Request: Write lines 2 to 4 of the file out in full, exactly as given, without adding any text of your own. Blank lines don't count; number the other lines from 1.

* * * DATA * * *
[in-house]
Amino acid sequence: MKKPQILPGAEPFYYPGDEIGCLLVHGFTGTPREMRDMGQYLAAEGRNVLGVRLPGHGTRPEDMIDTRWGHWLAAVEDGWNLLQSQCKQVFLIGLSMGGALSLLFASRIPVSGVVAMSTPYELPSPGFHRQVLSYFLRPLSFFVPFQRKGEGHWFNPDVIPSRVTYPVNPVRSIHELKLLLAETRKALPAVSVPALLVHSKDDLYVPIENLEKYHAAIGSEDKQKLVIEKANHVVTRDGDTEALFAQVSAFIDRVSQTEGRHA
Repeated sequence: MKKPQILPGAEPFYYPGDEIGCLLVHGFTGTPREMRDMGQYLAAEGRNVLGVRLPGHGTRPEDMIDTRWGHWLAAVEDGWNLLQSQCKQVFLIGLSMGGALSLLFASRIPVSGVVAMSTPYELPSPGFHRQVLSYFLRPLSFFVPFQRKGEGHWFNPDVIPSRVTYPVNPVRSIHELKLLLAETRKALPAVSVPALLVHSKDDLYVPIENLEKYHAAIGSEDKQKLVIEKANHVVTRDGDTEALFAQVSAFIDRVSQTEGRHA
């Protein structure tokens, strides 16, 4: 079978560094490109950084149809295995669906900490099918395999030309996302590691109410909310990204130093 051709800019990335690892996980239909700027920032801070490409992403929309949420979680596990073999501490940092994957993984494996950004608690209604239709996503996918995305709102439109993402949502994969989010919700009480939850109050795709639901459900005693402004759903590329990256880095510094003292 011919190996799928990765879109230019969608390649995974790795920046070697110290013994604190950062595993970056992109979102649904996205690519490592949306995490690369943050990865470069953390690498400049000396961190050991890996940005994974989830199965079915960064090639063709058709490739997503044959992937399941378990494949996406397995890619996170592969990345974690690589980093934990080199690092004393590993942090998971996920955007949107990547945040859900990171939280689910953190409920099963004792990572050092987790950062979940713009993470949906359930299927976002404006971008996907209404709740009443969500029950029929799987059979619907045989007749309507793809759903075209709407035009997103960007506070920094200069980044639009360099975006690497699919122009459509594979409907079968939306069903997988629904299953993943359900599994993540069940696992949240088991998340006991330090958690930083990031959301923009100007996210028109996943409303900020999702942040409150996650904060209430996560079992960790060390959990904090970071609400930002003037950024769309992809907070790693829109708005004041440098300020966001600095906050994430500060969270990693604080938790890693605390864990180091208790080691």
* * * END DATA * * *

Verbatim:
Amino acid sequence: MKKPQILPGAEPFYYPGDEIGCLLVHGFTGTPREMRDMGQYLAAEGRNVLGVRLPGHGTRPEDMIDTRWGHWLAAVEDGWNLLQSQCKQVFLIGLSMGGALSLLFASRIPVSGVVAMSTPYELPSPGFHRQVLSYFLRPLSFFVPFQRKGEGHWFNPDVIPSRVTYPVNPVRSIHELKLLLAETRKALPAVSVPALLVHSKDDLYVPIENLEKYHAAIGSEDKQKLVIEKANHVVTRDGDTEALFAQVSAFIDRVSQTEGRHA
Repeated sequence: MKKPQILPGAEPFYYPGDEIGCLLVHGFTGTPREMRDMGQYLAAEGRNVLGVRLPGHGTRPEDMIDTRWGHWLAAVEDGWNLLQSQCKQVFLIGLSMGGALSLLFASRIPVSGVVAMSTPYELPSPGFHRQVLSYFLRPLSFFVPFQRKGEGHWFNPDVIPSRVTYPVNPVRSIHELKLLLAETRKALPAVSVPALLVHSKDDLYVPIENLEKYHAAIGSEDKQKLVIEKANHVVTRDGDTEALFAQVSAFIDRVSQTEGRHA
């Protein structure tokens, strides 16, 4: 079978560094490109950084149809295995669906900490099918395999030309996302590691109410909310990204130093 051709800019990335690892996980239909700027920032801070490409992403929309949420979680596990073999501490940092994957993984494996950004608690209604239709996503996918995305709102439109993402949502994969989010919700009480939850109050795709639901459900005693402004759903590329990256880095510094003292 011919190996799928990765879109230019969608390649995974790795920046070697110290013994604190950062595993970056992109979102649904996205690519490592949306995490690369943050990865470069953390690498400049000396961190050991890996940005994974989830199965079915960064090639063709058709490739997503044959992937399941378990494949996406397995890619996170592969990345974690690589980093934990080199690092004393590993942090998971996920955007949107990547945040859900990171939280689910953190409920099963004792990572050092987790950062979940713009993470949906359930299927976002404006971008996907209404709740009443969500029950029929799987059979619907045989007749309507793809759903075209709407035009997103960007506070920094200069980044639009360099975006690497699919122009459509594979409907079968939306069903997988629904299953993943359900599994993540069940696992949240088991998340006991330090958690930083990031959301923009100007996210028109996943409303900020999702942040409150996650904060209430996560079992960790060390959990904090970071609400930002003037950024769309992809907070790693829109708005004041440098300020966001600095906050994430500060969270990693604080938790890693605390864990180091208790080691």